You see, although Esther may one day choose to be a Christian, she is already Jewish. Some denominations recognize patrilineal descent in addition to the fact that she will practice the religion with her father and I, while also being surrounded by other Jewish folks who will treat her as Jewish. Birth, practice and culture are the three legs of the Jewish identity stool.
This was brought home to me when Jacob and I went to see The Last Act of Lilka Kadison at the Lookingglass Theater last weekend. The play was lovely and powerful, illustrating the universal human need to give life meaning through telling our stories by following a dying woman and her care giver as she struggles to re-member the love affair of her youth in Poland that was ended by the beginning of WWII. As an aside, I appreciate that our society has reached a point where the art that grows out the Holocaust no longer needs to include graphic retellings of the horrors of the camps (like Night) or to focus on the most tragic stories (like Sophie's Choice). Even simple stories of teenage romance disrupted before it could fully develop are important when never forgetting.
I had to keep myself from sobbing through much of the second half and although the play was well-written and elegantly staged, I wondered if something else was happening than just catharsis.
It turns out that I gave birth to a Jewish daughter and this affected my engagement with Jewish art.
These stories are my daughter's stories.
She belongs to the continuous line of people who have lived these experiences.
I am not like the guy on Seinfeld that converted in order to tell better jokes; I am not claiming the stories and experiences as my own. But a mother's love for her daughter is an entangling thing.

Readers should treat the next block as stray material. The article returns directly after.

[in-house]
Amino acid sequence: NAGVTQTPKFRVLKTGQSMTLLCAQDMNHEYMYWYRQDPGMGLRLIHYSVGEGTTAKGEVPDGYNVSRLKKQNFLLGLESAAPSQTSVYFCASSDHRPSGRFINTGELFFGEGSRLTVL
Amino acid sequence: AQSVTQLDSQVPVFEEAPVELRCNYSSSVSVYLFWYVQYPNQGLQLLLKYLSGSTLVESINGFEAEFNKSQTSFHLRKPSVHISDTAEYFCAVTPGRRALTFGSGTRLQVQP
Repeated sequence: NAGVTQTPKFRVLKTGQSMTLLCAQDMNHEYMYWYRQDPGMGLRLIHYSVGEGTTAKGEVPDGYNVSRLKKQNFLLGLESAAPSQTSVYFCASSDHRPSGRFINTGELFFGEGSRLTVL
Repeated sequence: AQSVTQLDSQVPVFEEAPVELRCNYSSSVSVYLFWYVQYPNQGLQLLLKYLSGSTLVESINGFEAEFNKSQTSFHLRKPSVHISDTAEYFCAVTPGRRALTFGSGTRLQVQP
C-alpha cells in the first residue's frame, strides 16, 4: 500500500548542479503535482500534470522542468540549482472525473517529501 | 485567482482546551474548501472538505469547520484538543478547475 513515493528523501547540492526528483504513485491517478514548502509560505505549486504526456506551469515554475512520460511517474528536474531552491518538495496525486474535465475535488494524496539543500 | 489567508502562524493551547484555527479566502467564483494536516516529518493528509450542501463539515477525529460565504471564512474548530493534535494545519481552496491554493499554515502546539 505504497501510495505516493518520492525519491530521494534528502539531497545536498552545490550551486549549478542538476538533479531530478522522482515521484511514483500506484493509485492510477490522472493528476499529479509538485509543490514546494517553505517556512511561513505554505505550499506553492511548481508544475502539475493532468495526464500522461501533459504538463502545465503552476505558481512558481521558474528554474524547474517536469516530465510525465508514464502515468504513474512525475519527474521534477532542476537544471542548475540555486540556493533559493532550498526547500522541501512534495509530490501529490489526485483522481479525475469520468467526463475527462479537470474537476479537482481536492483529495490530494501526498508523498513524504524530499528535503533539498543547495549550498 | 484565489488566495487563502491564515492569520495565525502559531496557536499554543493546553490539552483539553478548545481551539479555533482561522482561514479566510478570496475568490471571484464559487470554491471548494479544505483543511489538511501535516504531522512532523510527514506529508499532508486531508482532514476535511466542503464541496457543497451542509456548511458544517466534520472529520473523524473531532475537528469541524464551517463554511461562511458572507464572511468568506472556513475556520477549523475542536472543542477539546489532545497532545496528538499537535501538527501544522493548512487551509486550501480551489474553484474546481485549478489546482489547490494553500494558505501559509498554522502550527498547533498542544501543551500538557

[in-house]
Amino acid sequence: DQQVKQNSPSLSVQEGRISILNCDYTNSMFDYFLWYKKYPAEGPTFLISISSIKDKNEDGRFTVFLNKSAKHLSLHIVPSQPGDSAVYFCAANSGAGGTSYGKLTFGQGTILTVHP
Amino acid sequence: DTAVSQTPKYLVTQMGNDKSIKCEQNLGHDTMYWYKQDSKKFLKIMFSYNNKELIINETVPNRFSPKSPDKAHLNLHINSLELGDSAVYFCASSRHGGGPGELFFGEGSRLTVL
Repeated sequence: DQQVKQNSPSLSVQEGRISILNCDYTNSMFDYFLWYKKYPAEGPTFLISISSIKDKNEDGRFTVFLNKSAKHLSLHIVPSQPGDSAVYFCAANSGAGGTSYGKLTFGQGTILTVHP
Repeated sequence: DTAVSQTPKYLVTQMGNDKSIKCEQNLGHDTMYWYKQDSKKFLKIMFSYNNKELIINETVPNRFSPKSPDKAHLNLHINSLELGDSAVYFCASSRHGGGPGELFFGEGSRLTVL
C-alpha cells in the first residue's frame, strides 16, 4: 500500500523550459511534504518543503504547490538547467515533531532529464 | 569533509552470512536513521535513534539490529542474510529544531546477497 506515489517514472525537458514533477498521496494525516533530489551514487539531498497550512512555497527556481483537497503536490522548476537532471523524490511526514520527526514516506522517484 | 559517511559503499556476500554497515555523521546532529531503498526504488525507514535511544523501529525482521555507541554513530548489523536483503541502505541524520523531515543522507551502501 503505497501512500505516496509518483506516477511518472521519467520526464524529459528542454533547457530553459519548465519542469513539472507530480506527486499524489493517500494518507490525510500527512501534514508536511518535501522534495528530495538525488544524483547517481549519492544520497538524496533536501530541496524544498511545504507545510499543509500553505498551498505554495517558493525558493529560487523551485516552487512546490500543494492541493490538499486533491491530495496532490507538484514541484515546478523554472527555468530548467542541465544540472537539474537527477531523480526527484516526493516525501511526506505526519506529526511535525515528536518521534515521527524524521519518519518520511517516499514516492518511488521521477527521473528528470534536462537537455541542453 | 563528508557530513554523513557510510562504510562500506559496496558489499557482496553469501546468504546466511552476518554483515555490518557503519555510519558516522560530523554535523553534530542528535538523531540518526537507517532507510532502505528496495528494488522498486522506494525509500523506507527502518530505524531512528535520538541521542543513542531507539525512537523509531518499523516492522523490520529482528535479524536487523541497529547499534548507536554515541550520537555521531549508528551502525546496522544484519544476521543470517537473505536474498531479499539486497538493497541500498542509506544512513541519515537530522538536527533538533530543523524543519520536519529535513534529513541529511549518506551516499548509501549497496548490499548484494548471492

I am now entangled with the Jewish experience in a much more intense way that I was simply by marrying a Jewish man and practicing religiously with him.
A few days ago, I had a conversation with someone I love dearly about his insistence on using racial and ethnic slurs ironically and casually in conversation. His argument has always been that words themselves have no power to hurt and since his motivation is not hateful, people should back off.
He loves this clip from Louis CK (as do I) and I'll be honest, I am moved by a similar argument made by David Foster Wallace in his essay, "Authority and American Usage":
I should note here that a couple of the students I’ve said this stuff to were offended – one lodged an Official Complaint – and that I have had more than one colleague profess to find my spiel [regarding Standard Black and White English] “racially insensitive.” Perhaps you do, too. This reviewer’s own humble opinion is that some of the cultural and political realities of American life are themselves racially insensitive and elitist and offensive and unfair, and that pussyfooting around these realities with euphemistic doublespeak is not only hypocritical but toxic to the project of ever really changing them.Since I do agree in theory with these folks, I'll tell you right out that my friend used the word, "kike," jokingly, trusting that I knew he's not actually bigoted in his choice. And while normally I would just give him a disapproving look and move on, instead I got really upset. When we came back to the conversation later, he made the points made above and I had two responses.
First, although I know he's not bigoted, he made the joke amongst a group of people for whom that could not be said quite so securely. They don't actually know many (any?) Jewish folks besides Jacob and a few of them have said distressing things in the past. Since my friend is a charismatic and influential guy, part of my upset reaction was that he was giving tacit permission to the rest of the group to also use that word.
Second, he made the joke in front of Esther. She's tiny now but she'll get bigger and no one really knows when verbal perception begins. Plus, it will be a long time before she really understands sarcasm and every other time she hears that word, it will be from people who don't like Jews simply because they are Jews or in the context of discussing those people.
I never want her to wonder - not even for an instant - whether this man that she loves dislikes her because she is Jewish.
To his credit, my friend acknowledged my arguments and agreed not to use historically degrading words around my daughter. I know this gives the words continued power in the larger culture but I want to limit the amount that I sacrifice my children's well-being for the sake of the larger culture war. This is a battle I choose to back down from.